We were already ill-paid, but we all pitched in where needed. We’d do anything to help the startup get going. If an advertiser bought a full-page ad but needed text, no problem! And many of the articles I wrote for the magazine were already de facto PR pieces for advertisers.

Some of the advertisers were willing to pay extra for me and the art director to create brochures for them on the side. I wrote them like magazine articles about the company. That made them stand out in the ocean of competitors’ stuff written in standard ad twaddle.

I studied the best textbooks about copywriting and applied their precepts. My theory is that copywriting is writing, and the same standards apply. You create clear, vibrant text by using active verbs and concrete nouns, not the passive abstractions of business jargon. My goal was to present persuasive facts in an interesting way.

Eventually I was writing a lot more brochures than magazine articles. I became known among the local Santa Barbara art directors because they won awards with the ads and brochures that were based on my copywriting.

I worked with art director John Alexander and wrote a catalog and magazine ads for a mail-order stereo retailer in San Luis Obispo. The campaign turned around their sales and won a Gold Mailbox award from the Direct Marketing Association.
Santa Barbara Magazine also won Maggie awards for Best Regional/City Magazine two years in a row.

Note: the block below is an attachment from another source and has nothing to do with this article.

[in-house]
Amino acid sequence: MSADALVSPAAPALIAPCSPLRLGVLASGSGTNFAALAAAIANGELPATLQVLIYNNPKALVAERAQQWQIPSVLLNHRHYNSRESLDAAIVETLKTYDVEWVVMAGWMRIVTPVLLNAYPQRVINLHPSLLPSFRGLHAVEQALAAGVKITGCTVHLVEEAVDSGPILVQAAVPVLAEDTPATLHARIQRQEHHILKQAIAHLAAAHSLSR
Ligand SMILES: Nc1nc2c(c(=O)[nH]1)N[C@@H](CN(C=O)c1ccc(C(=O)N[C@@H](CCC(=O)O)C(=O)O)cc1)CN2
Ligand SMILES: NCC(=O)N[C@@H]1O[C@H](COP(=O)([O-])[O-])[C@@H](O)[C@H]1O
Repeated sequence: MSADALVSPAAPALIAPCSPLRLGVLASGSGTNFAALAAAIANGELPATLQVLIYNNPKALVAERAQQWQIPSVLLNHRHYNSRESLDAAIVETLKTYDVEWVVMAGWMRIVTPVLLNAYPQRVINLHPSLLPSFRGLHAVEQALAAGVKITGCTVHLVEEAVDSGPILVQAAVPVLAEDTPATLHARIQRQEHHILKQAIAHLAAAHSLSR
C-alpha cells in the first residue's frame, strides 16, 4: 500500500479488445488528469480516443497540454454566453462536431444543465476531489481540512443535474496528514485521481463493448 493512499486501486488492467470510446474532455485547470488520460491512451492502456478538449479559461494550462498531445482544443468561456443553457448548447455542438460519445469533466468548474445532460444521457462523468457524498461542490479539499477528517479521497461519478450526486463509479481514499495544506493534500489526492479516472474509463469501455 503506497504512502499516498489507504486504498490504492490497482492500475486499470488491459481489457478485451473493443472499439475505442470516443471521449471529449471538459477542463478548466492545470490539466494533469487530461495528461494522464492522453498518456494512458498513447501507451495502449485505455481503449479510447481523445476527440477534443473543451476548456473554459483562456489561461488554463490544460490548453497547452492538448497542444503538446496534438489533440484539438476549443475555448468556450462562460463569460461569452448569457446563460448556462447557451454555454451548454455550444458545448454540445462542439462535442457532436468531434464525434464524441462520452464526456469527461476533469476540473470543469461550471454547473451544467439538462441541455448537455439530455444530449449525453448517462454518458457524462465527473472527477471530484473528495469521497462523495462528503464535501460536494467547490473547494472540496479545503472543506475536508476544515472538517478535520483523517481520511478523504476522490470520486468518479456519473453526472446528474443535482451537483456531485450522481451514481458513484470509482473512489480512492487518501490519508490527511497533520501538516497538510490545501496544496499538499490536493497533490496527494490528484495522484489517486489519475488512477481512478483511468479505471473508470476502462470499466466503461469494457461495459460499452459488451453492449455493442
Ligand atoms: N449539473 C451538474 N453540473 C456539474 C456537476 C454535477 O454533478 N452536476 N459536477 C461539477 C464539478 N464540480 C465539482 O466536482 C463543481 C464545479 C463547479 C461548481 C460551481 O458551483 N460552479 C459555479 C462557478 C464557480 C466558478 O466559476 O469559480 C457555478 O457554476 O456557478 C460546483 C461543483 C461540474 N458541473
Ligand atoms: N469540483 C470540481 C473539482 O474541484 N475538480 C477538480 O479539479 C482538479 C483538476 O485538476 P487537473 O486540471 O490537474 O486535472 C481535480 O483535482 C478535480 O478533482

While visiting family in Detroit I heard about an opening at BBDO, the fourth largest ad agency in the world. I presented my portfolio and was hired immediately. They were impressed by a brochure I had written and creative-directed for a California manufacturer of a new limited-production automobile.

I wrote hundreds of standard print ads and radio and TV commercials for Dodge, but BBDO was not interested in the kind of personal and interesting ads I wanted to do.

I left after a couple years and went back to California and produced my first major hit of a campaign: a brochure and a series of ads for guitar pickups made by Seymour Duncan.

Seymour was well known in the rock-star community for his custom pickups, but his mom & pop business operation couldn’t survive on sales to rock stars. He needed to reach the mass market.

I studied the competition and saw that they were all using rock-star endorsements, with no information about the guitar pickups themselves. Nobody was explaining why you should put a new pickup in your guitar.

Working with art director Mark Oliver, I proposed that we do a brochure focusing on the pickups themselves, with commentary from Seymour explaining why each one was different from the others.

I interviewed Seymour extensively and wrote the brochure in first person, as though Seymour himself were telling the story.

The brochure was introduced at the National Association of Music Manufacturer’s convention, and was an instant hit, catapulting Seymour Duncan into industry leadership. And it’s now in the permanent collection of the American Institute for the Graphic Arts.